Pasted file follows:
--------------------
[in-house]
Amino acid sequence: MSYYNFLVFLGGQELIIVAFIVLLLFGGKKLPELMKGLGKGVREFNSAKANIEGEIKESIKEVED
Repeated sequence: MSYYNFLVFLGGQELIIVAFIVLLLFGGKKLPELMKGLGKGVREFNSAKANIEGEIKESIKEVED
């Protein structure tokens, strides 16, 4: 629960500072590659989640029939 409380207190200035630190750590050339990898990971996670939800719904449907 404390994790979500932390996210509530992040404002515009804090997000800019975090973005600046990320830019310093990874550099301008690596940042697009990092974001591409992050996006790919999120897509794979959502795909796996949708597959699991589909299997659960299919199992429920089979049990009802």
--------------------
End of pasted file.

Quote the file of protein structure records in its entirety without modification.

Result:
[in-house]
Amino acid sequence: MSYYNFLVFLGGQELIIVAFIVLLLFGGKKLPELMKGLGKGVREFNSAKANIEGEIKESIKEVED
Repeated sequence: MSYYNFLVFLGGQELIIVAFIVLLLFGGKKLPELMKGLGKGVREFNSAKANIEGEIKESIKEVED
């Protein structure tokens, strides 16, 4: 629960500072590659989640029939 409380207190200035630190750590050339990898990971996670939800719904449907 404390994790979500932390996210509530992040404002515009804090997000800019975090973005600046990320830019310093990874550099301008690596940042697009990092974001591409992050996006790919999120897509794979959502795909796996949708597959699991589909299997659960299919199992429920089979049990009802």